The political revolution of contemporary Africa has so far largely been
limited to the centre and to re-establishing the same institutional forms and
processes which failed Africa in the 1960s. These regimes are already showing
signs of erosion. This problem can be understood through the theory of
public goods. Key collective or ‘public’ goods problems impede the collective
action necessary for institutional development. Top-down strategies cannot
surmount these problems because they cannot integrate and unify the population
or structure consensual and sustained collective action.
As currently constituted, national levels of government in Africa will be
poor partners with local communities in development, be it of democracy or
of the economy. In many cases, national regimes only exist at all because
minimal contributing sets or political monopolists controlled, were given, or
mobilised the resources to establish constituting rule systems which they used
to sustain their existing relative advantages during the break-up of imperial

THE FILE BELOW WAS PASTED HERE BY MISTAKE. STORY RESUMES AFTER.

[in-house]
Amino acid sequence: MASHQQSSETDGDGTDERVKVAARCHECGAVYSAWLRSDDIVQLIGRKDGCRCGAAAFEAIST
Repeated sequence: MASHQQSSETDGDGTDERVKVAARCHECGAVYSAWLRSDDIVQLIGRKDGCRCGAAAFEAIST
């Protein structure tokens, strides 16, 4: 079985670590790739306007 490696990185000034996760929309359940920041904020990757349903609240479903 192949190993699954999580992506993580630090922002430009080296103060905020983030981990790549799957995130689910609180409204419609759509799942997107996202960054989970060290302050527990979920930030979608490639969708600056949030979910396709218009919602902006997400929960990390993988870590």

systems. As this advantage is usually at the expense of the majority which
lives outside the capitals, resources and policies to improve these areas are
slow in coming. The slow, bottom-up process by which a true public constitution
is built, one which reflects and elaborates generally held values, is
built on existing political relationships, and protects social diversity, has
never been allowed to develop.
Refounding the African state must resolve these problems if it is to succeed.
Ethnically and religiously diverse peoples will rule themselves better under
federal and consociational systems which give local leaders space to lead local
institutional development, authority to play a role in national governance, a
process to develop consensus on central policy and to check the centre when
there is no consensus. This requires a foundation of viable, real, developed
structures of local governance if it is to succeed.